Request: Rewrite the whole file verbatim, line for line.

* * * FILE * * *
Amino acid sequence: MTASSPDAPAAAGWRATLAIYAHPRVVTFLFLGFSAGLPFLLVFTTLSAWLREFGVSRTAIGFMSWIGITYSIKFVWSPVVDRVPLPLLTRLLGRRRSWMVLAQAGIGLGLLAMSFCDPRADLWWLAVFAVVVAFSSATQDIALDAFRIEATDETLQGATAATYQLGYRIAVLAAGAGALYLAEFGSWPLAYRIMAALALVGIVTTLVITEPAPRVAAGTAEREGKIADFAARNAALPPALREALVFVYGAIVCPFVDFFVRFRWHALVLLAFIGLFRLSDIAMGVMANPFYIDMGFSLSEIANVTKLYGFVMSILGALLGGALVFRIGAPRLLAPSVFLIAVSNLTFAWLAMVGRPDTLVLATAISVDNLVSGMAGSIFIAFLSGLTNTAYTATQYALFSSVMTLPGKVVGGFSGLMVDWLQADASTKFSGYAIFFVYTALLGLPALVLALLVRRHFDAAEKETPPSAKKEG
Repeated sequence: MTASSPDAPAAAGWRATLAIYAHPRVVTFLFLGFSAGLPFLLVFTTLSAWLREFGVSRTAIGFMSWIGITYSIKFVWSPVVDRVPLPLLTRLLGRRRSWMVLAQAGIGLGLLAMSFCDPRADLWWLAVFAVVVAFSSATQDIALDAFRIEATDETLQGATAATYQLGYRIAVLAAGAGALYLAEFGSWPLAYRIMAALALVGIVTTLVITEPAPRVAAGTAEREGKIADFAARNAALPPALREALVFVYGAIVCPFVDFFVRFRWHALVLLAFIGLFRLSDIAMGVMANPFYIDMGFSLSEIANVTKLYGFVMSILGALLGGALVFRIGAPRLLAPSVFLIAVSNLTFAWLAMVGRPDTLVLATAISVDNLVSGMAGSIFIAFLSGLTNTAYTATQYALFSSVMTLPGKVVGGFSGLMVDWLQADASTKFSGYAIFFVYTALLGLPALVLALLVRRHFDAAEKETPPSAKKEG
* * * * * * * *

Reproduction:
Amino acid sequence: MTASSPDAPAAAGWRATLAIYAHPRVVTFLFLGFSAGLPFLLVFTTLSAWLREFGVSRTAIGFMSWIGITYSIKFVWSPVVDRVPLPLLTRLLGRRRSWMVLAQAGIGLGLLAMSFCDPRADLWWLAVFAVVVAFSSATQDIALDAFRIEATDETLQGATAATYQLGYRIAVLAAGAGALYLAEFGSWPLAYRIMAALALVGIVTTLVITEPAPRVAAGTAEREGKIADFAARNAALPPALREALVFVYGAIVCPFVDFFVRFRWHALVLLAFIGLFRLSDIAMGVMANPFYIDMGFSLSEIANVTKLYGFVMSILGALLGGALVFRIGAPRLLAPSVFLIAVSNLTFAWLAMVGRPDTLVLATAISVDNLVSGMAGSIFIAFLSGLTNTAYTATQYALFSSVMTLPGKVVGGFSGLMVDWLQADASTKFSGYAIFFVYTALLGLPALVLALLVRRHFDAAEKETPPSAKKEG
Repeated sequence: MTASSPDAPAAAGWRATLAIYAHPRVVTFLFLGFSAGLPFLLVFTTLSAWLREFGVSRTAIGFMSWIGITYSIKFVWSPVVDRVPLPLLTRLLGRRRSWMVLAQAGIGLGLLAMSFCDPRADLWWLAVFAVVVAFSSATQDIALDAFRIEATDETLQGATAATYQLGYRIAVLAAGAGALYLAEFGSWPLAYRIMAALALVGIVTTLVITEPAPRVAAGTAEREGKIADFAARNAALPPALREALVFVYGAIVCPFVDFFVRFRWHALVLLAFIGLFRLSDIAMGVMANPFYIDMGFSLSEIANVTKLYGFVMSILGALLGGALVFRIGAPRLLAPSVFLIAVSNLTFAWLAMVGRPDTLVLATAISVDNLVSGMAGSIFIAFLSGLTNTAYTATQYALFSSVMTLPGKVVGGFSGLMVDWLQADASTKFSGYAIFFVYTALLGLPALVLALLVRRHFDAAEKETPPSAKKEG